John Clark is taking on responsibility for NAB’s new Pilot initiative as its first executive director.
John Clark remembers a story from the days of the flip phone that strikingly foreshadows the role he will play as the new executive director of NAB’s Pilot initiative announced last month.
At the time, Clark was working with Sam Matheny, now EVP and CTO of NAB, at Capitol Broadcasting Co. Their efforts were focused on a project to stream WRAL’s news and other video content to mobile phones — years before there were smartphones, HEVC/H.265 high efficiency video coding and adaptive bit rate streaming.
“It was postage-stamp-sized video,” Clark recalls. “You couldn’t see anything. It was terrible, and the connections were ridiculous.”
But Clark and Matheny, like the Capitol Broadcasting leadership team, realized the importance of reaching people where they were with the station’s content. So Matheny and Clark pressed on.
“At one point, we were working through some of the technical hurdles with some loose documentation from people who were trying to do the same thing,” he says. “I remember coming across a note in there that said: ‘It’s good when it works, but it doesn’t always work.’ ”
That experience — finding a way to exploit technology that, at least for the moment, was unrelated to broadcasting and making it a catalyst for broadcast innovation — is precisely Clark’s mission at Pilot.
“My passion is where media, technology and business collide,” he says. “That’s where I am happiest.”
In late January, NAB announced NAB Labs was becoming Pilot, an effort to attract high-tech companies, organizations and educators to collaborate with the association to drive broadcast innovation. Charter members include Accenture, Akamai, Frankly, Google, Nielsen, Shareablee and Yahoo, NAB said.
Clark comes to Pilot from the University of North Carolina at Chapel Hill where he worked as a professor at the Reese News Lab in the School of Media and Journalism.
The lab, an innovation incubator, gave Clark an opportunity to work with undergraduate and graduate students, helping them to figure out new products and services that could be created around local media, he says.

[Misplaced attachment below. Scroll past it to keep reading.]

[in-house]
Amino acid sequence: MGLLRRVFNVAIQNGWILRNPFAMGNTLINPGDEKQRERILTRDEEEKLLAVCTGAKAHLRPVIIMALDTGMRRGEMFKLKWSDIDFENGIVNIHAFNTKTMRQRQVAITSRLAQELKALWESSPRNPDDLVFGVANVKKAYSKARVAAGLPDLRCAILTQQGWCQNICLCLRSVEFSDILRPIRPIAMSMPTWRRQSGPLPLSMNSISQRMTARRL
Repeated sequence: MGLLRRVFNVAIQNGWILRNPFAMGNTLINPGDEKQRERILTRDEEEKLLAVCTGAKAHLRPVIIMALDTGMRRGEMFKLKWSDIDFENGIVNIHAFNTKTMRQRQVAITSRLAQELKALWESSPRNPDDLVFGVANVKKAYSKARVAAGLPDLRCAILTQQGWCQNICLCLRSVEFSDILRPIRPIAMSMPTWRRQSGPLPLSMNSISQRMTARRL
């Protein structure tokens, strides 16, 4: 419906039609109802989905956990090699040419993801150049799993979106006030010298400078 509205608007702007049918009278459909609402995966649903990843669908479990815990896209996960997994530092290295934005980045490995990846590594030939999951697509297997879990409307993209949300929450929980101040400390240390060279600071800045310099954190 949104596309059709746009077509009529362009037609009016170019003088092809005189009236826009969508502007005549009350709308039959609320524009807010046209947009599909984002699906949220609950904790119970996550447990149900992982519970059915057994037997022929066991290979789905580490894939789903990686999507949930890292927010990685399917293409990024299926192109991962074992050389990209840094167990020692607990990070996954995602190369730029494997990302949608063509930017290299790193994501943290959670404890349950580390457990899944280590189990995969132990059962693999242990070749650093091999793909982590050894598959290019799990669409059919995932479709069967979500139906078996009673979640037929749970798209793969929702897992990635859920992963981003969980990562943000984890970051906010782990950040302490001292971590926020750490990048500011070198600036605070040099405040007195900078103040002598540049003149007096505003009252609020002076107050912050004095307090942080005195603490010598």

“Obviously, this is an educational experience for students, but serendipity has stepped in and some of these ideas have turned out to be pretty good,” he says. “We’ve had students take their ideas, get funding and start earning revenue from them.”
A native son of North Carolina who grew up on a farm near the Virginia border, Clark, 38, spent 13 years at Capitol Broadcasting before joining the university.
Starting off at Capitol Broadcasting as an online news producer for WRAL Online in the late 1990s, Clark focused his efforts on how to use the Internet to convey information.
“We knew the Internet was much more than a promotional tool. There was a real content play here for news,” he says, adding that while everyone takes this for granted today, it was far from commonly accepted at the time.
In 2007, Clark was named general manager of WRAL.com, a position he held to 2011 when he joined the university.
Clark credits his time with Capitol Broadcasting for learning “what it means to be a broadcaster” and catching the bug for innovation.
At Pilot, Clark hopes to replicate that zest for finding new tools to help broadcasters take advantage of opportunities that today may seem little more than a kernel of what actually might one day be.
Clark says he will do so by working with “a lot of the smartest people from across different industries” to drive innovation.
“For me, it is a wonderful opportunity,” says Clark. “How do we start reaching out and expanding into these newer technologies from companies that aren’t necessarily from broadcasting?
“There’s no doubt we can find interesting opportunities.”
More information is available on the NAB Pilot website.